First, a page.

Welcome, all, again. I last night (Thursday, 18 January) watched Mary and The Witch’s Flower, and I encourage you to see it. Studio Ponoc’s first feature film shows a lot of promise, as well as Ponoc’s Studio Ghibli roots. Mind you, there were problems, with limited character development and one arresting moment of lazy, sloppy artwork being chief amongst them. But overall, this was a well-scripted and well-executed film. Lots of color, lots of movement, lots of beautiful English countryside.
This story is a busy one, working on several different levels. Mary has moved into the home of her Great Aunt Charlotte, where she awaits the arrival of her parents. She is adventurous and overly energetic, tending to break delicate things through inadvertently rough handling. With a week to pass before school begins, Mary meets and instantly dislikes a boy named Peter, who is about her own age. But she is much more friendly with Peter’s cats Tib and Gib, who lead her into the woods and to a strange flower which her aunt’s gardener identifies as a fly-by-night, or the witch’s flower. Mary is accidentally imbued with the flower’s magical powers, and finds herself whisked away into a world of witchcraft and sorcery (things complementary yet quite different). It turns out that some very powerful magic-wielders, Headmistress Mumblechook and Dr. Dee of Endor College for witches, have been seeking the selfsame flower found by Mary, putting her at eventual odds with them. Then things really go south right as Mary discovers that her newfound powers last only one night. And that’s the basic gist of the story, without giving too much away.
Except that there’s much more to consider. As I mentioned in the post about acquiring tickets for last night’s premiere opening, Mary and The Witch’s Flower is based upon Mary Stewart’s book The Little Broomstick. This book was published in 1971, during a time when the back-to-earth and self-sufficiency movements were really taking hold. (Consider that Mother Earth News began publication in 1970.) There is a strong theme running through our story about the need for mankind to respect nature and natural order. Both magic and science, which are blended in Dee’s research and Endor’s curricula, alter the natural order, and we the audience are forced to gaze upon resultant abominations. (Let it be noted that witchcraft–and shamanism–traditionally work through and in conjunction with nature. But changes are still effected.) Mary is disgusted by the corruption she witnesses, both of nature and the human heart, and fights desperately to purge it. And yet, her opponents–while perfectly willing to employ unscrupulous tactics–have the ultimately noble intention of seeking to create a world wherein everyone can use and benefit from magic. Does the end justify the means? Of course not! But how much do the means tarnish or possibly invalidate the end? This story accused and condemned us based upon our willingness to de-sanctify nature for the sake of our own convenience and comfort. But Mary represents the hope of mankind’s return to a more harmonious coexistence with our environment. Her triumph would be our own.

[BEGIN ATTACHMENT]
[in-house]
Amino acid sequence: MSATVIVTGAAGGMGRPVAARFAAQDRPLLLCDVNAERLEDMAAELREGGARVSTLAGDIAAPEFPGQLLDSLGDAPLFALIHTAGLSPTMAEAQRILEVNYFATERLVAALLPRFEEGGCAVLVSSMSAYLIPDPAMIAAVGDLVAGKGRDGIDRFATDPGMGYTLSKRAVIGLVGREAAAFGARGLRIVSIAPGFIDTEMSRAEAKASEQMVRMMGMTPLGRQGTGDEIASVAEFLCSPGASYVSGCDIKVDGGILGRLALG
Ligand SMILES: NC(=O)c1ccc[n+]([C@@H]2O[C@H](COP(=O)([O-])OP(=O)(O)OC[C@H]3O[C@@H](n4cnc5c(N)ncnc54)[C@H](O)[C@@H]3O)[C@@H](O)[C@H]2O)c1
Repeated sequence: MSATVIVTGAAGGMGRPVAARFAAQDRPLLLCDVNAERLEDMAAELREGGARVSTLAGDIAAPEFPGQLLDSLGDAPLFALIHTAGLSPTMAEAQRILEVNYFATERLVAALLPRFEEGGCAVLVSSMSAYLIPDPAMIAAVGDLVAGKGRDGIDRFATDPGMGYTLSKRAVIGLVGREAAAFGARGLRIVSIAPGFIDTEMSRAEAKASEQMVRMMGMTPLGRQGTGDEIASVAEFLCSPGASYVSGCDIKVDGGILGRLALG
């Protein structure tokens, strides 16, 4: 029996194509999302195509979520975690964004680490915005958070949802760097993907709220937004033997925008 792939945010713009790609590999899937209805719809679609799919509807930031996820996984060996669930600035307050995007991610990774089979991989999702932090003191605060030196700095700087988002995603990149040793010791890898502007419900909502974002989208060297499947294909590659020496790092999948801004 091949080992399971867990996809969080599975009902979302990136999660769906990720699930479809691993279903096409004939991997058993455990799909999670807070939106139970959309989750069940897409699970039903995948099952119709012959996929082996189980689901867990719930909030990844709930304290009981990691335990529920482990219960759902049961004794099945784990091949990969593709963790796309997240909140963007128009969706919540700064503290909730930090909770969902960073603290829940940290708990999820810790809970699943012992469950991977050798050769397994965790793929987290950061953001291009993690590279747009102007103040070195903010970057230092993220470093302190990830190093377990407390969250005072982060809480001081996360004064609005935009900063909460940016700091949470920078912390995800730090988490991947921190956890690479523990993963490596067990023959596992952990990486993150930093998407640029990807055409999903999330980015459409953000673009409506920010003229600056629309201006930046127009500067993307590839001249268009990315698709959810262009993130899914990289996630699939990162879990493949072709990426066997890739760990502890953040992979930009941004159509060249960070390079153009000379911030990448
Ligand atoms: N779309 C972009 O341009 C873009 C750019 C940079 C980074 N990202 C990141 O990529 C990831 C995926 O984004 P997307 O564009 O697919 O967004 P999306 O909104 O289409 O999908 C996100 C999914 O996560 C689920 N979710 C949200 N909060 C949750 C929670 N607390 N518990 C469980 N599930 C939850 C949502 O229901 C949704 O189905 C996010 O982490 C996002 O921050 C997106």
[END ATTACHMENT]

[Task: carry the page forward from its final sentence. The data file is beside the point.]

Now, then, what else? Well, about the “lazy, sloppy artwork” comment from earlier. I am referring to one scene in particular late in the movie, when Mumblechook has set her minions upon Mary and is rushing away with her purloined spoils. As Mary and her pursuers fade into the distance, they of course lose detail. That is only natural and is to be expected. But rather than a gradual loss of detail, the viewer suddenly only sees moving, swirling blurs without any detail whatsoever. And I remember a momentary pang of disappointment, thinking to myself that with all these refugees from Studio Ghibli working on this project, how did this happen? That would never have passed muster at Ghibli! And mind you, Studio Ponoc was founded by Ghibli refugees as a response to Ghibli’s cessation of production in 2014 after Hayao Miyazaki’s retirement. These folks were so passionate about continuing to make movies that they first made their own replacement studio. Still, maybe it’s unfair to hold them to Ghibli standards. That single brief moment was really the one complaint I had about the artwork, and it was only a few brief seconds out of an entire movie. Personally, I would also have liked to have seen a little more in the way of character development, but I realize that the theme of nature under attack took precedence on that front; those were the times in which the original story was written. Hopefully, viewers of the general release will see the same interviews and commentary at the movie’s end as did we at the premiere showing. It was a fascinating bit of insight into the thought processes and goals of the folks who made this film.
So, was it worth seeing? Yes! This is a marvelous film overall, especially considering that it’s the first feature film from a fledgling studio. The story is very direct and easy to follow; the characters are charming despite their slightness of depth; and the English countryside is portrayed in loving vision, if somewhat Impressionistic style. I look forward to even greater things from this collective of talent, but for right now, I’m very grateful for and appreciative of their first offering. Kudos, Ponoc! And, thank you.